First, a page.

2015 was looking like a horrible year for movies. The first six months saw some tremendous disappointments like Michael Mann’s clichéd Blackhat, the Wachowski’s stupid Jupiter Ascending, and Joss Whedon’s mind-numbing Avengers: Age of Ultron. I also managed to sit through Fifty Shades of Grey. No comment.
Despite my initial cynicism, though, this year seems to be turning around. It’s produced the blockbuster Mad Max: Fury Road, and also these five hidden gems (ranked in order of preference) which have managed to fly under the radar.
Me and Earl and The Dying Girl
If Me and Earl and The Dying Girl were a person, I would wrap my arms around them and squeeze as hard as I could. Based on a single viewing, this is one of the most affecting and lovely films I’ve ever seen. It’s funny, sad, moving, and profound. That it also subverts almost every expectation, while reinventing tropes you’ve seen a million times, makes it that much more unpredictable and moving. The story focuses on Greg, an awkward high school senior. He interacts in the safety of his empty social cocoon and befriends a girl with leukemia. This is the film The Fault In Our Stars wished it could be.
This is probably one of the most accessible yet inventive films to fall between the cracks in some time. Adapting Robert A. Heinlein’s short story, All You Zombies, brotherly duo Michael and Peter Spierig have crafted an intimate character drama with one of the most unique time travel premises of recent years. Ethan Hawke stars as a bartender who begins to talk to an effeminate-looking man. The customer bargains a bottle of booze that he can tell him the most insane story the bartender has ever heard. No spoilers, but the two have a more personal past than you will ever see coming.
This film, about a middle-rung coder chosen by an eccentric billionaire to investigate the consciousness of what could be the first self-aware android, fascinates with philosophical debates of free-will and determinism as well as materialism and dualism. It’s a thought-provoking film that should thrill both high- and low-brow audiences alike with its witty dialogue, suffocating tension, and profound themes. Ex Machina is real, hard sci-fi, and not of the Abrams variety.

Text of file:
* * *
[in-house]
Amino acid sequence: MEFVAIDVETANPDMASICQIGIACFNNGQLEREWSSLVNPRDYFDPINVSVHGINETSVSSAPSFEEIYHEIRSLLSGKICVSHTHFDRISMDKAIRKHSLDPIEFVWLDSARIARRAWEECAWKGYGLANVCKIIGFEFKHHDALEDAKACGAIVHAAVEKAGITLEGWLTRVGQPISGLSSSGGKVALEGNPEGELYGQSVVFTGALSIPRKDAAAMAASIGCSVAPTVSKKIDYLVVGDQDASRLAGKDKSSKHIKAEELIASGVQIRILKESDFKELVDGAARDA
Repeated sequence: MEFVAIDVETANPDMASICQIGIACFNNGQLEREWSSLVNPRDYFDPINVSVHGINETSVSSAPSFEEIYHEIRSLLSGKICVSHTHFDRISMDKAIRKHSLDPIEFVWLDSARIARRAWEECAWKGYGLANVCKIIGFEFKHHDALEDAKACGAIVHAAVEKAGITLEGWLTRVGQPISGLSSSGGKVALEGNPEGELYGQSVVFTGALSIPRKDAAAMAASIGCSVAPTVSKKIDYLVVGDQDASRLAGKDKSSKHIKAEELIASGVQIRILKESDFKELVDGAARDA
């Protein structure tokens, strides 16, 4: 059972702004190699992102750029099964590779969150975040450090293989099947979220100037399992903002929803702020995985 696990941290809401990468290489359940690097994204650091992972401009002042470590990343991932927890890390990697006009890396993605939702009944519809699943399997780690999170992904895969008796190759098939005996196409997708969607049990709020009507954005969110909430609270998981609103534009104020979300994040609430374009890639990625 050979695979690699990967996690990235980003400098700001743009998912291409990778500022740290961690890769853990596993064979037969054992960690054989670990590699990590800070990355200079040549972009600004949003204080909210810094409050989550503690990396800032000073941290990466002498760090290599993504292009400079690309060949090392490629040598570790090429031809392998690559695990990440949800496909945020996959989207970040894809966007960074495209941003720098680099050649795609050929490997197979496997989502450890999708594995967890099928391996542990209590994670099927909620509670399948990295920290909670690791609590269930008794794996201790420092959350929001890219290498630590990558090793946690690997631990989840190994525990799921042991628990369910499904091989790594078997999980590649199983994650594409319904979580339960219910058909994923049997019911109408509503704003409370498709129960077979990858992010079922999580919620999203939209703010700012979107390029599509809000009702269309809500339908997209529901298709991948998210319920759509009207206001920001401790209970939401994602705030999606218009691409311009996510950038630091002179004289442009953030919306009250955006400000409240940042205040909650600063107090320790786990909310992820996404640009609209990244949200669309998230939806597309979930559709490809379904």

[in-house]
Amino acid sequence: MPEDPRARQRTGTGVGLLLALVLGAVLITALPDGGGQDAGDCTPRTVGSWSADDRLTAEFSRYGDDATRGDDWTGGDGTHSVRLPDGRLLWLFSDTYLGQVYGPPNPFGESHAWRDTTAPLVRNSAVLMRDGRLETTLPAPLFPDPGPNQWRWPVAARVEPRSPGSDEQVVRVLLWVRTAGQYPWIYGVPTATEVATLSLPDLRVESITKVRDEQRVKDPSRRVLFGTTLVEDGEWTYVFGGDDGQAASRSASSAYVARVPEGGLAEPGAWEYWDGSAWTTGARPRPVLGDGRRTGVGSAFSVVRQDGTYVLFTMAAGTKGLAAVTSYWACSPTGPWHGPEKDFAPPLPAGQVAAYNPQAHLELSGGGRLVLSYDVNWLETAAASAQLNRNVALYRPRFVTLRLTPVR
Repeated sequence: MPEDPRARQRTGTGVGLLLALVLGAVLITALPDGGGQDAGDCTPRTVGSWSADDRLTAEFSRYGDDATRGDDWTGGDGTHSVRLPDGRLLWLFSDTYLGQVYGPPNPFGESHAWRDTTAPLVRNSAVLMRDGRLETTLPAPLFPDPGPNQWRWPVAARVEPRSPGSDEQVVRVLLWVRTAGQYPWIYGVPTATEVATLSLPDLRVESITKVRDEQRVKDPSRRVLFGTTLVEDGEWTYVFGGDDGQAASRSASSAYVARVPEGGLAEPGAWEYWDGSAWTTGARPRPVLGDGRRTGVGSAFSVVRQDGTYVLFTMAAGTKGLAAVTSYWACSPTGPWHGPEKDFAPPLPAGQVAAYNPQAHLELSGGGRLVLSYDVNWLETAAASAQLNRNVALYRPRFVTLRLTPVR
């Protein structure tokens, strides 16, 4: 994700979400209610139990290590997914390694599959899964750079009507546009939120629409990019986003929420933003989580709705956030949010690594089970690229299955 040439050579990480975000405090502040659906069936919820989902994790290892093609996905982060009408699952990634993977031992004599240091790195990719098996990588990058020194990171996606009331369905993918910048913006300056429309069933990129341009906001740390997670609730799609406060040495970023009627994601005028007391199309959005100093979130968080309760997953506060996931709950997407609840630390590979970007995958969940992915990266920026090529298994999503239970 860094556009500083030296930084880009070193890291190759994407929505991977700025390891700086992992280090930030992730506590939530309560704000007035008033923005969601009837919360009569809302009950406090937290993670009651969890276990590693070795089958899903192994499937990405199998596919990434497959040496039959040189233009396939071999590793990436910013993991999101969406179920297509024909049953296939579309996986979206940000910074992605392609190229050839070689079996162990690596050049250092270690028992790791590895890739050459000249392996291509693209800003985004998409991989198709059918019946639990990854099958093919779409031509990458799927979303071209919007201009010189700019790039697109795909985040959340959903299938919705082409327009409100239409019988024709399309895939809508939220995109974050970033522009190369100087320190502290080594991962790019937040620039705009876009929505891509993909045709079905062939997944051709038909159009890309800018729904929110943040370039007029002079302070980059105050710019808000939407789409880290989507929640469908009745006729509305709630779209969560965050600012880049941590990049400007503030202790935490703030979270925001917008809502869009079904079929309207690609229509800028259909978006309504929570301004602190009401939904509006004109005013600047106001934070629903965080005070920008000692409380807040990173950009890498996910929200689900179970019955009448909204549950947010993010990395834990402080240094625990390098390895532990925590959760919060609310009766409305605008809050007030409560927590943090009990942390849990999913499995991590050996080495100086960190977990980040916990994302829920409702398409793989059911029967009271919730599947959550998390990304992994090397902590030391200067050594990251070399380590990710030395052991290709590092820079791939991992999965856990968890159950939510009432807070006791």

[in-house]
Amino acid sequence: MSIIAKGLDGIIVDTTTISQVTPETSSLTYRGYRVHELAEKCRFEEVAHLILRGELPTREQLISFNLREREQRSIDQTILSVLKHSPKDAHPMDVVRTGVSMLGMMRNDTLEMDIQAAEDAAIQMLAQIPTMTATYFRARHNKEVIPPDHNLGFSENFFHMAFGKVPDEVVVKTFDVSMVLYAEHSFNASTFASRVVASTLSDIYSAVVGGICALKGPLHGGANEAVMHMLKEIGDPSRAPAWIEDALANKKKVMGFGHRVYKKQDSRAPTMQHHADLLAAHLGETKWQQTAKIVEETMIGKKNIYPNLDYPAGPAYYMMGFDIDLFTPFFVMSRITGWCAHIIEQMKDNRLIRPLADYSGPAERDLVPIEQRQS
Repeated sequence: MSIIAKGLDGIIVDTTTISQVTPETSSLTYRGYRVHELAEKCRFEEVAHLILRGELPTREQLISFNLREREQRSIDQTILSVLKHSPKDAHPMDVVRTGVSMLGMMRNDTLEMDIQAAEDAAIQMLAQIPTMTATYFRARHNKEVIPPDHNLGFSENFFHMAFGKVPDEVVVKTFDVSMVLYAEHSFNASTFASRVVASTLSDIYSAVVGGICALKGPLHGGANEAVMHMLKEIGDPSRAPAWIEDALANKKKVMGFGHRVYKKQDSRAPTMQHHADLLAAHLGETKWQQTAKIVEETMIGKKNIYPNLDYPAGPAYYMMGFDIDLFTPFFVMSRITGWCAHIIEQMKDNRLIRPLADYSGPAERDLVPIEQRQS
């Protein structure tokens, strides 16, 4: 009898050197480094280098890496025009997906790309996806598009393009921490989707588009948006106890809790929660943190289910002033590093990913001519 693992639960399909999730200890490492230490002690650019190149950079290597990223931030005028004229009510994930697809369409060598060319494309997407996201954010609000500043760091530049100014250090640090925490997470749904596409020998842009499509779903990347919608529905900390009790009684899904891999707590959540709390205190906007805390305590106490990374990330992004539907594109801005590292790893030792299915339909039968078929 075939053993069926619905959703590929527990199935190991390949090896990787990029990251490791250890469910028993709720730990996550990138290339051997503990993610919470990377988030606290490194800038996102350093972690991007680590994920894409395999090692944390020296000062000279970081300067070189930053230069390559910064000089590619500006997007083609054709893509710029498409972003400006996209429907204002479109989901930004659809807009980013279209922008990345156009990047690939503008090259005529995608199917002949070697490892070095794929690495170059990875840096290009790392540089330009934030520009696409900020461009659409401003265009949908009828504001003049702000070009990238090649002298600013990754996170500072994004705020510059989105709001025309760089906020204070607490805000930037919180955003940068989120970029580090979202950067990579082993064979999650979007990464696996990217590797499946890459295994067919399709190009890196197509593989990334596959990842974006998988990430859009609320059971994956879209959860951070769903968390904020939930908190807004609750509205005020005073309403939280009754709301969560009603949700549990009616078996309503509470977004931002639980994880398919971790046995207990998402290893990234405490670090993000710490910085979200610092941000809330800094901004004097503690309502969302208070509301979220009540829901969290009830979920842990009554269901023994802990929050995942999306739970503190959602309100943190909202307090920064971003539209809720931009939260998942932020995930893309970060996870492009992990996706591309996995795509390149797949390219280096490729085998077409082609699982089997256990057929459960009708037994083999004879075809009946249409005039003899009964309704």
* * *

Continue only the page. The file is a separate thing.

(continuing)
Can a film celebrate the clichés and conventions of a genre while completely reinventing them? Well that’s exactly what Slow West does in the short span of 82 minutes. This compelling and funny film, whose subversion has been compared to the work of Quentin Tarantino and the Coen Brothers, sets itself up as a run of the mill western about a 16-year-old boy who has moved to the frontier to save a damsel in distress, while accompanied by a Clint Eastwood-like outlaw. Unlike most Westerns, Slow West isn’t about old American myths, but rather the films that have embraced them.
While We’re Young
“You’re just an old man with a hat,” Adam Driver proclaims to Ben Stiller’s hipster wannabe in Noah Baumbach’s funny but poignant film. The director of The Squid And The Whale and Frances Ha demonstrates once again that he is a master of writing comedic dialogue that feels natural and raw, yet subtle and gut-busting. While We’re Young is the best Judd Apatow comedy Apatow never made.
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